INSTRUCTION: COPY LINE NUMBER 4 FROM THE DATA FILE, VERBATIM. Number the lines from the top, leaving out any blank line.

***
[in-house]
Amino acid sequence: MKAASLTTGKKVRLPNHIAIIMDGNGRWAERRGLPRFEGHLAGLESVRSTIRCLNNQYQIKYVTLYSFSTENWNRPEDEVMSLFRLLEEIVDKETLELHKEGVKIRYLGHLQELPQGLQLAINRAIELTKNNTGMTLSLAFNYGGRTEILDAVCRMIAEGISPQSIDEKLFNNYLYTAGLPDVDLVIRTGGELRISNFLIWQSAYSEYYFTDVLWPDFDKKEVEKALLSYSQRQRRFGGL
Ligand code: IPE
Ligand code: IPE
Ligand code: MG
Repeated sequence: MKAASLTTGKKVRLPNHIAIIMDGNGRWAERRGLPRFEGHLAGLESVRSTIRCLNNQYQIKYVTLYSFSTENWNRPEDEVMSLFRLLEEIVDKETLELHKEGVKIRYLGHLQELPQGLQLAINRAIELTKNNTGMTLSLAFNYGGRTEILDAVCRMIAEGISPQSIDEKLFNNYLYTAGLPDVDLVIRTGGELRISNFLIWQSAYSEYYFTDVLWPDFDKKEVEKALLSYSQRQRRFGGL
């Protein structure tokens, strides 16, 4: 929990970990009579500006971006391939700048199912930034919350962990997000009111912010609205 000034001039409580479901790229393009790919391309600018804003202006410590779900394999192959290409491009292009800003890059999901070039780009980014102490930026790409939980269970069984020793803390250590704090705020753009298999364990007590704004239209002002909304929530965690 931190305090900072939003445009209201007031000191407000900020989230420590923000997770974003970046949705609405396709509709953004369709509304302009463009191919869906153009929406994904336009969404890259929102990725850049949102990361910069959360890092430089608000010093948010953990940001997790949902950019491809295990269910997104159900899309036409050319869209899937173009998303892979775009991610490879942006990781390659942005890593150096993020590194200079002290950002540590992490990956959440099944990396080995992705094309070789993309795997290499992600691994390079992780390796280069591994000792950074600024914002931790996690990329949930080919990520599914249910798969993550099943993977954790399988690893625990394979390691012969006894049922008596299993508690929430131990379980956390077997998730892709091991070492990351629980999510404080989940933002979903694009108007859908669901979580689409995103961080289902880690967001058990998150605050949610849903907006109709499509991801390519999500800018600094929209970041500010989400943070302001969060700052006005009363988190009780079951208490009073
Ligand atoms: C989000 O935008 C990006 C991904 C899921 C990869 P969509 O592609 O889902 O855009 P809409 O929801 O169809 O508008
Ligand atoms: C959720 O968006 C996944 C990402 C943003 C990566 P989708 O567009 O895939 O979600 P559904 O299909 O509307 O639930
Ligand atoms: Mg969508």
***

Ligand code: IPE